Nigerian nationalism spread and Nigerians demanded independence from the United Kingdom. There were gradual constitutions which were legalized by the British government, which moved Nigeria to self-government on a representative and more federal basis.  On October 1, 1954, the colony became the autonomous Federation of Nigeria. By the middle of the 20th century, the great wave for independence was sweeping across Africa. On October 27, 1958, Britain agreed that Nigeria would become an independent state on October 1, 1960. Therefore, on October 1, 1960, Nigeria had its independence. It had a Constitution and it was a parliamentary government. The Nigerian People's Congress (NPC) represented conservative, Muslim, largely Hausa and Fulani interests that dominated the Northern Region. The northern region of the country, consisting of three-quarters of the land area and more than half the population of Nigeria. Thus the North dominated the federation government from the beginning of independence. In the 1959 elections held in preparation for independence, the NPC captured 134 seats in the 312-seat parliament. Capturing 89 seats in the federal parliament was the second largest party in the newly independent country the National Council of Nigerian Citizens (NCNC). The NCNC represented the interests of the Igbo- and Christian-dominated people of the Eastern Region of Nigeria.

The Action Group (AG) was a left-leaning party that represented the interests of the Yoruba people in the West. In the 1959 elections the AG obtained 73 seats. The Federal Republic of Nigeria was formed by Nnamdi Azikiwe. He was the country’s first President. There were economic and educational development disparities in the north and south. There were ethnic and religious tensions too. Azikiwe was an Igbo. He was a well-known Nigerian nationalist. The Hausa and Fulani mostly lived in the northern region of Nigeria and they were mostly Muslims. In the southern region of Nigeria, there were the Yoruba and Igbo who were mostly Christians, Muslims, and animists. Animists are people who believed that spirits are present in animals, plants, and natural objects. The Yoruba lived to the west and they were a farming people while the Igbo lived in the east. The Yoruba had a tradition of kings while the Igbo had a tradition of democratic traditions. Nigeria had a federal system where the power is shared between state government and a central authority. The Nigerians set up 3 states, one for each region and ethnic group (with a political party in each). After the brutal Biafra civil war in Nigeria, Nigeria united.

The Modern Age

Lagos was therefore the capital city of Nigeria from 1914 until 1991, when it was replaced as Federal Capital Territory by planned city of Abuja, built specifically for such purpose. Lagos experienced rapid growth throughout the 1960s and 1970s as a result of Nigeria's economic boom prior to the Biafran War. During that time period, regional, ethnic, and religious differences led into conflict in Nigeria. In 1966, Nigeria experienced many military coups. A second coup came later by year by the northern Muslim officers. They led to a rebellion in the oil rich southeast by the Ibo people, who declared independence as the Republic of Biafra. A 3 year civil war existed that left thousands of people to die. In the end, Nigeria’s military defeated the Biafran rebels and end Biafra’s independence. Civilian rule in Nigeria came about in 1999 with free elections.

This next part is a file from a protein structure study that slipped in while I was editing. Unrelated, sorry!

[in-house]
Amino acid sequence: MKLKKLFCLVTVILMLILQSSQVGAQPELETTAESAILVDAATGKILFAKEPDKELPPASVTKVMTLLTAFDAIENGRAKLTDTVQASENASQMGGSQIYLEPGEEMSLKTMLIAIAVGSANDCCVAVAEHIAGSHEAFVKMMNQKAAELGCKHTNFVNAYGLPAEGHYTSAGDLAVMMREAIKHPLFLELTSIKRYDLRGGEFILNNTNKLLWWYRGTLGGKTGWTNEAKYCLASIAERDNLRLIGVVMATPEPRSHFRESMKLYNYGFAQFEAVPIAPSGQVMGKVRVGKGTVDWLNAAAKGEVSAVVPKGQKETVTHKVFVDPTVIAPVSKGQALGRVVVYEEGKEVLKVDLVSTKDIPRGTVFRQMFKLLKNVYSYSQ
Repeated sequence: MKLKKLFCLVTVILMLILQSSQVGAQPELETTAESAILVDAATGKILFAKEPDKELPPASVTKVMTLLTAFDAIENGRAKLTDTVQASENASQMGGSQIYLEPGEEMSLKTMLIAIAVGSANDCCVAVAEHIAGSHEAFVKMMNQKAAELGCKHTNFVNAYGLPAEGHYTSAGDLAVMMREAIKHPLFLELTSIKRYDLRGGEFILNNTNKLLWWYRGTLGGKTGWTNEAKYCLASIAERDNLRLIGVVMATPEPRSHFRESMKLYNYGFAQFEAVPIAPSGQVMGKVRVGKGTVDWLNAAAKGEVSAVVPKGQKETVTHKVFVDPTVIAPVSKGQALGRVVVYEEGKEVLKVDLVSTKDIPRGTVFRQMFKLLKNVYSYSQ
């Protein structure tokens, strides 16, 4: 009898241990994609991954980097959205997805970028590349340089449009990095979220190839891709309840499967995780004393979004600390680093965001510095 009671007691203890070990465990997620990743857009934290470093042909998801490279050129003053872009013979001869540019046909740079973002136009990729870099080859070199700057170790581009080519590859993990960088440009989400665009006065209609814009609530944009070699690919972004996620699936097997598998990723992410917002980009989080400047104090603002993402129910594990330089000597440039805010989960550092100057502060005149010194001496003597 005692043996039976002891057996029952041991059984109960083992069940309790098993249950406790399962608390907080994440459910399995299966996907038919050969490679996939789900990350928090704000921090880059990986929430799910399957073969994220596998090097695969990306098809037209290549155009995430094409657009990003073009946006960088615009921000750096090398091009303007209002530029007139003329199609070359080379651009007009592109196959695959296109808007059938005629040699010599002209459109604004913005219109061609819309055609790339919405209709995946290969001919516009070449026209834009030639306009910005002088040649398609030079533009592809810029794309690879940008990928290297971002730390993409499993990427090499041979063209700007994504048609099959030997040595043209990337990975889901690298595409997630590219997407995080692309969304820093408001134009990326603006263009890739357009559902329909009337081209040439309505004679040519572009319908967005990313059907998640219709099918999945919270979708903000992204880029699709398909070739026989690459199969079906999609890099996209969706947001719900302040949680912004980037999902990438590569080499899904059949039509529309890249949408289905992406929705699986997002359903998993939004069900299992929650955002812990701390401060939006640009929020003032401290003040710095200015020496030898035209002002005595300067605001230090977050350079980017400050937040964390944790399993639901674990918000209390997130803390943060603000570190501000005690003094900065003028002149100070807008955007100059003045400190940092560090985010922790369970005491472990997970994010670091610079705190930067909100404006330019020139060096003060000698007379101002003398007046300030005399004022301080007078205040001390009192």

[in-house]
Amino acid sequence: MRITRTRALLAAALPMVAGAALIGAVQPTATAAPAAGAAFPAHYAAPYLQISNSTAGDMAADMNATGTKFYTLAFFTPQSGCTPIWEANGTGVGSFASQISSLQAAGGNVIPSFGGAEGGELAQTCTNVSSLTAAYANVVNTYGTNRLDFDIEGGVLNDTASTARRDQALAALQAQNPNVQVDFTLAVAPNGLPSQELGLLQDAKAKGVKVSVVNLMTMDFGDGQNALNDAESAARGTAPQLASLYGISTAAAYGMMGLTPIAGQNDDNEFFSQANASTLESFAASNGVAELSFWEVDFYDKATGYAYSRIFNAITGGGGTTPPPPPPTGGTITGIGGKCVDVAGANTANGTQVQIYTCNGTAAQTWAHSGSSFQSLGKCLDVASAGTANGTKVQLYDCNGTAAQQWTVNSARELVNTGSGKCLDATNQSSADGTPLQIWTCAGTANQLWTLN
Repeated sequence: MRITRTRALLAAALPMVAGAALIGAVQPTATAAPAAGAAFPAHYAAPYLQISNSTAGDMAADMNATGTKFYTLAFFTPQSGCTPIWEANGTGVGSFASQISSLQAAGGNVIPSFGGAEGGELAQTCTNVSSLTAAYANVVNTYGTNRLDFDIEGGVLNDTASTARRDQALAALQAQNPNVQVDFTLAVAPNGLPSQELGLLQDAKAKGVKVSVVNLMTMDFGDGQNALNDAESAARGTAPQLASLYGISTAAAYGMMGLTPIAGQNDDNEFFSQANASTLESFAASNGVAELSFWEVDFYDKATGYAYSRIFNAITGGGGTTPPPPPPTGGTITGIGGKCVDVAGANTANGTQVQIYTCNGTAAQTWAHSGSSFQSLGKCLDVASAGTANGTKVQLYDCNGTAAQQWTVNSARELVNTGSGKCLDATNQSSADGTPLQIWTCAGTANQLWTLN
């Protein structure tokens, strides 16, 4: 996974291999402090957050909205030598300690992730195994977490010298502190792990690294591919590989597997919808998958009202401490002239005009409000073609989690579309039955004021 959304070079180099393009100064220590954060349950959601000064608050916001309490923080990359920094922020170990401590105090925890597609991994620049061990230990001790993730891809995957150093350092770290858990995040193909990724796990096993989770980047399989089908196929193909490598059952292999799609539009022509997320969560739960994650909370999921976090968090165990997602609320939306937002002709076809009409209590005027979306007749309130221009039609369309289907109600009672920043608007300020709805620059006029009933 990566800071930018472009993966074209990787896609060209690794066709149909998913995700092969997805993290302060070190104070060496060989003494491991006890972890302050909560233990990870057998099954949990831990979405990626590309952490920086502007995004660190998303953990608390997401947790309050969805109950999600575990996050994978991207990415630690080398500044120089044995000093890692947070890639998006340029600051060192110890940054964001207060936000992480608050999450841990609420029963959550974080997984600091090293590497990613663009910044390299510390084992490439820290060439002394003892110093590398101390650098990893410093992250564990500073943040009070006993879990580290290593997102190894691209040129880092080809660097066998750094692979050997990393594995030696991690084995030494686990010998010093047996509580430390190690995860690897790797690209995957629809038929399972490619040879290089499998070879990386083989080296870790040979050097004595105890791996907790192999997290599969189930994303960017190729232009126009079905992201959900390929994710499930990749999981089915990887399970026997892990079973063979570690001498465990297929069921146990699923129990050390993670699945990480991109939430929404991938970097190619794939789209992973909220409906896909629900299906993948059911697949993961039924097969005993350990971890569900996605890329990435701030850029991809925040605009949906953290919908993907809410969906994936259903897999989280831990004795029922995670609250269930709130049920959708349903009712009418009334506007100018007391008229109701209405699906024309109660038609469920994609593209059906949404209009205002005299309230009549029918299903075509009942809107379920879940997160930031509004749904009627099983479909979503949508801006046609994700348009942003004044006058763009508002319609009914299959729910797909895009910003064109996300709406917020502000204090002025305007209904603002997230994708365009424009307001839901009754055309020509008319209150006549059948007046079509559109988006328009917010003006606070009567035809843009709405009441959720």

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Many conflicts continued through the 1980's and 1990's up to the present date. In 1991, Ibrahim Babangida, the Military President and other government functions moved to the newly built capital. This was as a result of intelligence reports on the safety of his life and what was later to be termed his hidden agenda, which was the plan to turn himself into a civilian president. He finished what was started by the Murtala/Obasanjo regime. The change resulted in Lagos losing some prestige and economic leverage. However, it has retained its importance as the country's largest city and as an economic center. Religious conflict among Christians and Muslims continue in Nigeria. We want any Nigeria, regardless of his or her creed, to live in peace and harmony. Nigeria is very oil rich country too. In 2002, Lagos was divided into 57 local council areas. The Pan African University was created in Lagos in 2002 too. Spring Bank was created in 2004. Moments with Mo, which is talk show started to broadcast in 2006. Lagos had its Teslim Balogun Stadium to be built by 2007. The Centre for Contemporary Art was founded in 2007. The Lekki-Ikoyi Link Bridge was completed by 2013. Lagos has a long history, great people, and they represent one great city of the Motherland of Africa.


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Anthropology